Appropriation Art, a coalition that represents hundreds of artists, curators, and arts organizations, has posted public letters to Ministers Prentice and Verner. The coalition focuses on three principles: fair access to copyrighted material, the need for certainty of access, and anti-circumvention laws should not outlaw creative access.
Post Tagged with: "fair dealing"
While some attendees were disappointed that Industry Minister Jim Prentice was not more responsive to the copyright questions posed at this weekend's open house, I found the comments very insightful since they provide a roadmap for how Prentice is likely to justify tomorrow's introduction of a Canadian DMCA. I expect that the launch will include some well co-ordinated laudatory comments from groups like CRIA and the CMPDA, yet the Minister is likely to focus on four points to justify his "framework legislation":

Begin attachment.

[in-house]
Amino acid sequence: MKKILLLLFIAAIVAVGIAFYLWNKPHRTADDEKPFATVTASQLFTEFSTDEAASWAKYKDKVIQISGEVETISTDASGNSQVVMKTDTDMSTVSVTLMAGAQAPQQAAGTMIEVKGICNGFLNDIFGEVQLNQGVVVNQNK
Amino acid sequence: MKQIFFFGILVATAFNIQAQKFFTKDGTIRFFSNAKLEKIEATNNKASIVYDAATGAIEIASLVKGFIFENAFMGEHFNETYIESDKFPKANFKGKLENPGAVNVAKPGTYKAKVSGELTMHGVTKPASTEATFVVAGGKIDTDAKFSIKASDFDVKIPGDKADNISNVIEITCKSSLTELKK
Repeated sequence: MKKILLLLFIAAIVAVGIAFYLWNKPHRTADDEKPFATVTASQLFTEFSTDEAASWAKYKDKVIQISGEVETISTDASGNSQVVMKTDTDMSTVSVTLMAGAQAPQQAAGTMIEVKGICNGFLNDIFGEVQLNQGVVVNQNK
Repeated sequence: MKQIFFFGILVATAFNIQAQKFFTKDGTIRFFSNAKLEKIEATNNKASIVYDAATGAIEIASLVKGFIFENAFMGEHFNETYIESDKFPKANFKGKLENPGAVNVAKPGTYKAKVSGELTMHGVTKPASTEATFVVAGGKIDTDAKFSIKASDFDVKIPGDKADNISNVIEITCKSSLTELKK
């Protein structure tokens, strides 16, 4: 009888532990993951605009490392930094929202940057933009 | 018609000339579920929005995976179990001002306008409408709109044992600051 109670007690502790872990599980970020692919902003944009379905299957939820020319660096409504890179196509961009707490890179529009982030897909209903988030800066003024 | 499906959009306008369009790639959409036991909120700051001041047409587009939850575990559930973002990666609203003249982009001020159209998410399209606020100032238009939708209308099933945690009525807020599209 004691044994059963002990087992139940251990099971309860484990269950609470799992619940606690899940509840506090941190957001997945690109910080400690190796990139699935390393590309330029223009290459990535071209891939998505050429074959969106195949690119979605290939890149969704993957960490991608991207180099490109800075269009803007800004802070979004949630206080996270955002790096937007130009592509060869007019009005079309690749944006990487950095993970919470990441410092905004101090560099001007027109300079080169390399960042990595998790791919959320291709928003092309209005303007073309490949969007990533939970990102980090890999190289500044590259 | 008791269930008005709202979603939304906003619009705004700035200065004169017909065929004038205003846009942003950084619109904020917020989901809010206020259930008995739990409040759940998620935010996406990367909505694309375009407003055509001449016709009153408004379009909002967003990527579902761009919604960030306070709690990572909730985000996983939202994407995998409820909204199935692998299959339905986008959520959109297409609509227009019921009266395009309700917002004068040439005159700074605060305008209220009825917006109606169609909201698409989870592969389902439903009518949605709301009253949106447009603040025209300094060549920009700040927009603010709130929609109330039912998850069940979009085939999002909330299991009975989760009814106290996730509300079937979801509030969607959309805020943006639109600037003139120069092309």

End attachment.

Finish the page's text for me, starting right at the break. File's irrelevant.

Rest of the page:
1. Canada Needs This Legislation To Meet Its International Treaty Obligations. This is a reference to the World Intellectual Property Organization's Internet Treaties that Canada signed in 1997 but has not yet implemented or ratified. While this is a bit rich coming from a government that has ratified Kyoto but not done much of anything to meet its obligations, there are two points worth making in response. First, signing a treaty is not the same as ratifying (just ask the U.S. which is one of only two countries in the world to have signed the U.N. Convention on the Rights of the Child but not ratified it) – Canada is not offside on its international obligations on copyright because it has yet to act on the WIPO Treaties. Second, there is great flexibility on how a country chooses to implement those treaties. It is simply not enough to claim that Canada has no choice. We do. We can meet the treaty standards and still protect fair dealing, privacy, consumer, and education interests. It is Prentice's choice not to do so.